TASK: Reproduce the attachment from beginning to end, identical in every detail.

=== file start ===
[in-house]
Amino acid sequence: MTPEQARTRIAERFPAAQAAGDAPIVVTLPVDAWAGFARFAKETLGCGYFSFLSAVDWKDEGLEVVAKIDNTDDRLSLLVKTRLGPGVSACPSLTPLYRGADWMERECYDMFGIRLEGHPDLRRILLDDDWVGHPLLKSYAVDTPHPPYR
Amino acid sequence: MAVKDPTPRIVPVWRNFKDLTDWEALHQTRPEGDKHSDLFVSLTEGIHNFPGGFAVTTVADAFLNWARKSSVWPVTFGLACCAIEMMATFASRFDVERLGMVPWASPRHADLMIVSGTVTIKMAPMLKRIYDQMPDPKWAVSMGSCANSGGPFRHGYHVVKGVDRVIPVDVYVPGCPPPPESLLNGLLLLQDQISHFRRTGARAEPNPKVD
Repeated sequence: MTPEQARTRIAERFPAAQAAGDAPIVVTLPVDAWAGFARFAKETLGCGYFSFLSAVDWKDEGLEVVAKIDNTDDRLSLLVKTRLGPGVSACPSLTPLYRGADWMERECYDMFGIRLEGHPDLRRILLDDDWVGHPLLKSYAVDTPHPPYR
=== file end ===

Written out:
[in-house]
Amino acid sequence: MTPEQARTRIAERFPAAQAAGDAPIVVTLPVDAWAGFARFAKETLGCGYFSFLSAVDWKDEGLEVVAKIDNTDDRLSLLVKTRLGPGVSACPSLTPLYRGADWMERECYDMFGIRLEGHPDLRRILLDDDWVGHPLLKSYAVDTPHPPYR
Amino acid sequence: MAVKDPTPRIVPVWRNFKDLTDWEALHQTRPEGDKHSDLFVSLTEGIHNFPGGFAVTTVADAFLNWARKSSVWPVTFGLACCAIEMMATFASRFDVERLGMVPWASPRHADLMIVSGTVTIKMAPMLKRIYDQMPDPKWAVSMGSCANSGGPFRHGYHVVKGVDRVIPVDVYVPGCPPPPESLLNGLLLLQDQISHFRRTGARAEPNPKVD
Repeated sequence: MTPEQARTRIAERFPAAQAAGDAPIVVTLPVDAWAGFARFAKETLGCGYFSFLSAVDWKDEGLEVVAKIDNTDDRLSLLVKTRLGPGVSACPSLTPLYRGADWMERECYDMFGIRLEGHPDLRRILLDDDWVGHPLLKSYAVDTPHPPYR